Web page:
So then they fall under the collection of both being....what? define that last part, is what I'm asking.
Robert1986
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#13
Nov18-12, 07:43 PM
P: 828
Quote Quote by JT73 View Post
"The word number is just used to give it a common name."

Okay, by calling them all "numbers" you are giving them all something in common. You are saying you are only giving them a common name, but are you not also placing them under a common group, mainly being "numbers?" A complex number, though different then a transfinite number falls under the class of both being numbers, no?

So then they fall under the collection of both being....what? define that last part, is what I'm asking.
Its kind of like the word "mammal." People are mammals, dogs are mammals, whales are mammals. When you study humans, some of the stuff you study might give you information about mammals in general, but most of your focus is going to be on humans. Similarly, a number theorist studies the properties of integers - he might be able to generalise properties about integers to different "types" of numbers, but this doesn't mean every "type" of number is the same.
JT73
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#14
Nov18-12, 07:46 PM
P: 49
Quote Quote by Robert1986 View Post
Its kind of like the word "mammal." People are mammals, dogs are mammals, whales are mammals. When you study humans, some of the stuff you study might give you information about mammals in general, but most of your focus is going to be on humans. Similarly, a number theorist studies the properties of integers - he might be able to generalise properties about integers to different "types" of numbers, but this doesn't mean every "type" of number is the same.

but yet again you are saying "every type of number", and so categorizing it under a certain conception within your mind, namely all being the idea of a number (regardless of being different types) , define that conception if possible.
micromass
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#15
Nov18-12, 07:49 PM
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Quote Quote by JT73 View Post
but yet again you are saying "every type of number", and so categorizing it under a certain conception within your mind, namely all being the idea of a number (regardless of being different types) , define that conception if possible.
It's a psychological thing. It's just something you say for psychological reasons. The word number doesn't have any mathematically deep meaning. It's like using "x" for variables and not "f".

A number should be something that can be added and multiplied to other numbers and it should in some way be an extension of the natural numbers. That's about all we can say.
Robert1986
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#16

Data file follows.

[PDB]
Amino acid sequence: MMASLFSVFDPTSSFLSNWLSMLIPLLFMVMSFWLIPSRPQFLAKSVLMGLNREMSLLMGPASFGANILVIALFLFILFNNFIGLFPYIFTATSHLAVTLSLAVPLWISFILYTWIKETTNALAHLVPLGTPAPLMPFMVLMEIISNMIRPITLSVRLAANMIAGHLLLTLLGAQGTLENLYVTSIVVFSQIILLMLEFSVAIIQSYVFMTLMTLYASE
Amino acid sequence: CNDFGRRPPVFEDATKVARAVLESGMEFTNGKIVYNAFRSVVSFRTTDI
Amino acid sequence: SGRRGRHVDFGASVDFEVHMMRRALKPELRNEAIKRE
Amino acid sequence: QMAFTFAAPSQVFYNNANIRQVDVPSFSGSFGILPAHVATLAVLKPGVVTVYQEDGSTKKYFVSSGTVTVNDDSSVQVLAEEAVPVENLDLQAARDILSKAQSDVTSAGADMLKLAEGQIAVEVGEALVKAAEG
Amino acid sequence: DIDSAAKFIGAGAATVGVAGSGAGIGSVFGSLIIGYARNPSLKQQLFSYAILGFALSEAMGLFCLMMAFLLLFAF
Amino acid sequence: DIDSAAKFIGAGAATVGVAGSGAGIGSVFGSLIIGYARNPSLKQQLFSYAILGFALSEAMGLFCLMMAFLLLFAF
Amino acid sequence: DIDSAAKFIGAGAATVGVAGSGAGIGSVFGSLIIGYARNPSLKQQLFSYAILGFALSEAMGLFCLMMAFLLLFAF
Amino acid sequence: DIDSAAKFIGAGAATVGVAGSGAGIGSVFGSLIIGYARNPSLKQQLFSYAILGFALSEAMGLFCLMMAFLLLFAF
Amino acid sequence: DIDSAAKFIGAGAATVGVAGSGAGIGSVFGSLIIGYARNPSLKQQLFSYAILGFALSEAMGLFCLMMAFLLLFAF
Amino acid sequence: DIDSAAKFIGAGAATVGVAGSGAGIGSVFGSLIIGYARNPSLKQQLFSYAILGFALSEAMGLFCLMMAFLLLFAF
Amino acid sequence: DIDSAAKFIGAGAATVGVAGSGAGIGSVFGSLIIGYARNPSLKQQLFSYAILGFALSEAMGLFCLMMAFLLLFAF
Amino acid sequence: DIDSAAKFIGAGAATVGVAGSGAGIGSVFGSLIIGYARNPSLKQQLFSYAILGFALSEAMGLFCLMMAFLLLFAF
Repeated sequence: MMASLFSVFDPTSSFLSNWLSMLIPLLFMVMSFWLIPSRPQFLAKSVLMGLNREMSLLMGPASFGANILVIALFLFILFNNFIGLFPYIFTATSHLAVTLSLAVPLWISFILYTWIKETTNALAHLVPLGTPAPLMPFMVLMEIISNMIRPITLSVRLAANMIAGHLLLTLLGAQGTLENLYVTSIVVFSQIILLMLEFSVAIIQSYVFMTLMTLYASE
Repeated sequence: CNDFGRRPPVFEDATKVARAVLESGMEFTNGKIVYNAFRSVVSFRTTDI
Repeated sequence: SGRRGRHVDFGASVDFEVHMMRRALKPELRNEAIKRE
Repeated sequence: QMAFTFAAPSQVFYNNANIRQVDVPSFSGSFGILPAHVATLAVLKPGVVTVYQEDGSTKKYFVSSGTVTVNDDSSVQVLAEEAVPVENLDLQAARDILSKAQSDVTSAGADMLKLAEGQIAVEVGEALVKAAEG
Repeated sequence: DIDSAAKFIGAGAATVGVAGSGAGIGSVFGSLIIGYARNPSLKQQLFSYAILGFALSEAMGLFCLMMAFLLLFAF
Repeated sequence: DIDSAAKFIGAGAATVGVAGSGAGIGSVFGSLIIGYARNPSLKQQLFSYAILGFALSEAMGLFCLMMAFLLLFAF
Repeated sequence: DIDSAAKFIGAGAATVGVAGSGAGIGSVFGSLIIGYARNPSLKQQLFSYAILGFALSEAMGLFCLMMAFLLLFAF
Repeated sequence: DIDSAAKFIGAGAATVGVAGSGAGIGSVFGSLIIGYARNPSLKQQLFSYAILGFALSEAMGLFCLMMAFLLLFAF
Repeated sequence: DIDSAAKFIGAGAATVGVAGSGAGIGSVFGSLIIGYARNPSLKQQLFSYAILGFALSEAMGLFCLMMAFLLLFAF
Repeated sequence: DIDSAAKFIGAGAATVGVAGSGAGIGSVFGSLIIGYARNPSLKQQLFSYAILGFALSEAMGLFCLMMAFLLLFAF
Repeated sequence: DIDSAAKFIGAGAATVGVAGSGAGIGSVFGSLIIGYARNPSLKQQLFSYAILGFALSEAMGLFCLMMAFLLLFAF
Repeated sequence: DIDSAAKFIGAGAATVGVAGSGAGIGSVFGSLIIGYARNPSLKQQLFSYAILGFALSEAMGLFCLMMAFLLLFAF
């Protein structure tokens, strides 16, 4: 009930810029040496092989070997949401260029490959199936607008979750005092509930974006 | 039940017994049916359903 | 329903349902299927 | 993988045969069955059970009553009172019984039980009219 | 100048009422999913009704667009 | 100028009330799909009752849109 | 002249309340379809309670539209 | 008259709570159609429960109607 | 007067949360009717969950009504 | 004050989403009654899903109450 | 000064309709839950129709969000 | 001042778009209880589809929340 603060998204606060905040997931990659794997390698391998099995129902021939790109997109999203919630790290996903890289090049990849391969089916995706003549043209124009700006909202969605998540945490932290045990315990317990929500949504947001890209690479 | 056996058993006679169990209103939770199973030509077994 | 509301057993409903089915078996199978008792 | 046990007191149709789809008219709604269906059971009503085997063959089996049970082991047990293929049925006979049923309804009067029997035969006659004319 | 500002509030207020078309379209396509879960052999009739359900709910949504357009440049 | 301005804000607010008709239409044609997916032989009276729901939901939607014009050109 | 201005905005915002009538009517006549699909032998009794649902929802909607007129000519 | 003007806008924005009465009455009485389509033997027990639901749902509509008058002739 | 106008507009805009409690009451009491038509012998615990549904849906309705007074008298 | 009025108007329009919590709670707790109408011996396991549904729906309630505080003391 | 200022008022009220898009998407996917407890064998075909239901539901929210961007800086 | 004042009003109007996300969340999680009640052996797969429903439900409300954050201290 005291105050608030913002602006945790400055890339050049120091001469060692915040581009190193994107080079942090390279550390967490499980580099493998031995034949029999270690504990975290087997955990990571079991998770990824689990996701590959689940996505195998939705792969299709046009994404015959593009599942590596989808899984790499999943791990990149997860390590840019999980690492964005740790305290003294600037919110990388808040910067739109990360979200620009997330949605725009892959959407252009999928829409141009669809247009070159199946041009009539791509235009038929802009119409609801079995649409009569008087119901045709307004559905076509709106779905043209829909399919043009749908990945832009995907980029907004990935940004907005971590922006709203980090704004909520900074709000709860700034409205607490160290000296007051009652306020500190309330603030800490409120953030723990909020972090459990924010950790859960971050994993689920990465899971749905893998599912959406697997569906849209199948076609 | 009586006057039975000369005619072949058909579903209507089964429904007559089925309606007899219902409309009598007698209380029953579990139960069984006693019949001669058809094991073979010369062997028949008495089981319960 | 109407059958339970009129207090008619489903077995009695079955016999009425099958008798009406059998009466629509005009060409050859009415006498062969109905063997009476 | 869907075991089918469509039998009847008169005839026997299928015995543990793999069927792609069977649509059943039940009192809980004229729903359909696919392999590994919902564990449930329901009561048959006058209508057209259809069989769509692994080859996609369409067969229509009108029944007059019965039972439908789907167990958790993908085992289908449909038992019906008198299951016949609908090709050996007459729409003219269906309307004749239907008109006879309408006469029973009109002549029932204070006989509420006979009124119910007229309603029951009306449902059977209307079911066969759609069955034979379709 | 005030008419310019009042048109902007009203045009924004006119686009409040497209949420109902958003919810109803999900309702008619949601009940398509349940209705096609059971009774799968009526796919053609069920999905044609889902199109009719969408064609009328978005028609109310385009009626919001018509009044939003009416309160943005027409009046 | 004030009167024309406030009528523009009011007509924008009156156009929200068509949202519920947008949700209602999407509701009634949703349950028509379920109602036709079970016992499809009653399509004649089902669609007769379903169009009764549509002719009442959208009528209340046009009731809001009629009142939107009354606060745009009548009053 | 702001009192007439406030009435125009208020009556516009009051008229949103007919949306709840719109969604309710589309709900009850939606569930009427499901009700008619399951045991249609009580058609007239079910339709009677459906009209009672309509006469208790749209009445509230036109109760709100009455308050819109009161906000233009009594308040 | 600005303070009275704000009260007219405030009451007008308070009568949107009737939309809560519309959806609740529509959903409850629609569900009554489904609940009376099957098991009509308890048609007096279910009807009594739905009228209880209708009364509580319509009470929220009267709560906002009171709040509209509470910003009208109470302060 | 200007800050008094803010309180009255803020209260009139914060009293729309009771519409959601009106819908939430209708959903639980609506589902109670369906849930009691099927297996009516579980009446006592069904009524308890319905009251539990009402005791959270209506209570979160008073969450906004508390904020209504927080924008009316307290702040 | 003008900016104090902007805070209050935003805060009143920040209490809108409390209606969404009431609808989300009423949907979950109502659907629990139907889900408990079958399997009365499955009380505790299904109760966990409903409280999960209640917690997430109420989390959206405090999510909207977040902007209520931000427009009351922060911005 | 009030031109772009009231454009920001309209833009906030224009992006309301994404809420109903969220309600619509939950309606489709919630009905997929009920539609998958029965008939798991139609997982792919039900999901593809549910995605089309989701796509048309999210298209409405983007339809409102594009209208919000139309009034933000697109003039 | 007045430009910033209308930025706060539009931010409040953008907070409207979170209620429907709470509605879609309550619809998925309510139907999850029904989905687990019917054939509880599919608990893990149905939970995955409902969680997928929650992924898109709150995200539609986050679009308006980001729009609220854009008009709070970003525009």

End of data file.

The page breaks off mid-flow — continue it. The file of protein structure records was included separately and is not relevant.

Nov18-12, 07:50 PM
P: 828
Perhaps there is no good definition of this general concept. BUT, this does not mean anything about the field of number theory. Again, number theory is the study of integers, so we don't need to give a definition of "number" to study integers.
JT73
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#17
Nov18-12, 07:55 PM
P: 49
Quote Quote by micromass View Post
It's a psychological thing. It's just something you say for psychological reasons. The word number doesn't have any mathematically deep meaning. It's like using "x" for variables and not "f".

A number should be something that can be added and multiplied to other numbers and it should in some way be an extension of the natural numbers. That's about all we can say.

Exactly, its a psychological thing. Don't we all conceive of this "variable" in different ways, in a way in which each person conceptualizes it differently, but somehow conceives of it in a general way so that others can also know what one is referring to while talking about this conception?

We say "number" for psychological reasons, yes, and what are those reasons? So that whomever is listening can picture the idea within their intellect in a way, specific enough to themselves, that it makes complete sense uniquely to them, but in a way general enough, so that it can be talked of by all.

I was curious what your definitions of what this "picture/idea within your intellect" is and how you would describe it.
micromass
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#18
Nov18-12, 07:56 PM
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Quote Quote by JT73 View Post
I was curious what your definitions of what this "picture/idea within your intellect" is and how you would describe it.
There is no definition.

Anyway, this thread has been sufficiently answered, so I'm going to lock it.